President Trump stood in the White House's grandly decorated East Room on Thursday afternoon and read from a teleprompter as he explained how his administration will launch "a massive advertising campaign" to tell children to never try drugs.
Then the teleprompter halted as the president went off script.
"I learned myself. I had a brother, Fred. Great guy, best-looking guy, best personality — much better than mine," Trump said, as those gathered in the room, many of whom have lost loved ones to the opioid crisis, laughed at the overly confident president's rare jab at himself. "But he had a problem. He had a problem with alcohol. And he would tell me: 'Don't drink. Don't drink.' "
The president rarely talks about his older brother, Fred Trump, an airline pilot who struggled with alcoholism and died in 1981 when he was just 43. The two were separated by eight years and were constantly competing for their father's attention, causing their relationship to be rocky at times. President Trump has said that he looked up to his older brother and that his death was "the saddest part in what I've been through."
"To this day, I've never had a drink," Trump told the crowd. "And I have no longing for it. I have no interest in it. To this day, I've never had a cigarette. . . . He really helped me. I had somebody that guided me. And he had a very, very, very tough life because of alcohol. Believe me — very, very tough, tough life. He was a strong guy, but it was a tough, tough thing that he was going through. But I learned because of Fred. I learned."
In sharing his experience on Thursday afternoon, the usually boastful president briefly revealed a more reflective side of himself, trying to connect with those in the room — and those watching at home across the country — who have lost a loved one because of addiction.
"This lets them know that he is one of them," said New Jersey Gov. Chris Christie (R), who is leading the White House's commission on combating drug addiction and the opioid crisis.
Fred Trump's death more than 30 years ago seems to have shaped the way the president thinks about substance abuse and addiction. His emphasis on abstinence appears rooted in what has worked for him personally — but it is also rooted in the 1980s, when then-first lady Nancy Reagan urged schoolchildren to "just say no." Scores of researchers since that era have concluded it doesn't work very well, however, and some advocates say the approach often deepens the stigma of addiction and suggests that those with a problem should be able to stop easily.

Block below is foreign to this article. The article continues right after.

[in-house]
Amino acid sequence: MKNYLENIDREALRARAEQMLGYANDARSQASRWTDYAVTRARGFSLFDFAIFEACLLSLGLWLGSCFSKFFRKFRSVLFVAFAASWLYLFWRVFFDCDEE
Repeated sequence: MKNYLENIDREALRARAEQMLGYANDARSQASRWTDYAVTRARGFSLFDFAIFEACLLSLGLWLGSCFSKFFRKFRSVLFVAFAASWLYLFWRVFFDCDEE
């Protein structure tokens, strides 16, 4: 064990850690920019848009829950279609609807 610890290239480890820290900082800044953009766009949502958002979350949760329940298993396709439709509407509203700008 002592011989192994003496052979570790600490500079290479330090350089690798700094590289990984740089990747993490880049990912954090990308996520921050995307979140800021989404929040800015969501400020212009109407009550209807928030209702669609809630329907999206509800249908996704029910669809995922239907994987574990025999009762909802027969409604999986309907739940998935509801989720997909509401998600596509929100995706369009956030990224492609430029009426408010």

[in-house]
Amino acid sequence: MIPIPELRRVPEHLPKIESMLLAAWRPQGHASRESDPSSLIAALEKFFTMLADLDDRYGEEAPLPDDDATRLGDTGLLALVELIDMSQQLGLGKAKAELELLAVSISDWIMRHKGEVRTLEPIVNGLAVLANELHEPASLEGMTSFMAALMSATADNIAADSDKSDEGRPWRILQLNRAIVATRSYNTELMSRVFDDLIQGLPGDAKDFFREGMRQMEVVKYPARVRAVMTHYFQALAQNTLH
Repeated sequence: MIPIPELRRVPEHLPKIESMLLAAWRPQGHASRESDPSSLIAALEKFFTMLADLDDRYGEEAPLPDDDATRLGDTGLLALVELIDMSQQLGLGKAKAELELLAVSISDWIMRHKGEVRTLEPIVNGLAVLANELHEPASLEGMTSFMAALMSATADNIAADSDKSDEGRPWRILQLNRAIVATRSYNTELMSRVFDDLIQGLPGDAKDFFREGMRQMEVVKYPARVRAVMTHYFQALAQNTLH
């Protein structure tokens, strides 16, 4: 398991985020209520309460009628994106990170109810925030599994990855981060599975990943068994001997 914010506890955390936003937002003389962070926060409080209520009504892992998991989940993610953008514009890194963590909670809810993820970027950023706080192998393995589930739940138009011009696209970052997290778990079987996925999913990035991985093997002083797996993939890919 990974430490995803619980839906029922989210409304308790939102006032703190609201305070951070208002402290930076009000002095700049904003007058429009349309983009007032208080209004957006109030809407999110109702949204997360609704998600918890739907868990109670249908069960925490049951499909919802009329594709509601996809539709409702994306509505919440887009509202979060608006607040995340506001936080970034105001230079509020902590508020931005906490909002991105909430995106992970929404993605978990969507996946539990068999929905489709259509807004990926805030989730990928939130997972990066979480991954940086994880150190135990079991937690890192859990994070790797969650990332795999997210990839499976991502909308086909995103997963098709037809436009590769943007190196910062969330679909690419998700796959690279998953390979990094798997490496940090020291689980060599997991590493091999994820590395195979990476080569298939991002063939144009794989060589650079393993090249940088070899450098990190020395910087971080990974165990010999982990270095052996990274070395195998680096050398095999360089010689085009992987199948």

In addition, as many people in the room Thursday know all too well, opioid addiction usually starts much differently from alcoholism. While there are young people who start experimenting with pills they find in their parents' medicine cabinets, many addicts have said they got hooked when they were legally prescribed a painkiller following surgery or a serious injury. While an alcoholic can continue to legally buy alcohol, opioid addicts usually end up illegally buying prescription drugs or switching to heroin, which is sometimes laced with fentanyl, a powerful painkiller. And while severe alcoholism can eventually lead to death, an opioid overdose can quickly kill — and is killing Americans at a rate of roughly 100 per day.
Trump said that if his administration follows through on its plans for this awareness campaign — along with a handful of other initiatives announced on Thursday, including increasing the number of places where Medicaid recipients can get drug treatment — then "the number of drug users and the addicted will start to tumble downward over a period of years" and "it will be a beautiful thing to see."
He acknowledged that millions of Americans are already addicted, and said that he has "no choice but to help these people that are hooked and are suffering, so they can recover and rebuild their lives with their families."
But he kept coming back to the idea of never starting in the first place — a message that he and first lady Melania Trump have been preaching in recent weeks.
"If we can teach young people not to take drugs — just not to take them," the president started to say, then cutting himself off with another personal experience: "When I see friends of mine that are having difficulty with not having that drink at dinner, where it's literally almost impossible for them to stop, I say to myself, 'I can't even understand it. Why would that be difficult?' But we understand why it is difficult."
He continued, returning to his original thought: "The fact is, if we can teach young people — and people generally — not to start, it's really, really easy not to take them. And I think that's going to end up being our most important thing: really tough, really big, really great advertising so we get to people before they start, so they don't have to go through the problems of what people are going through."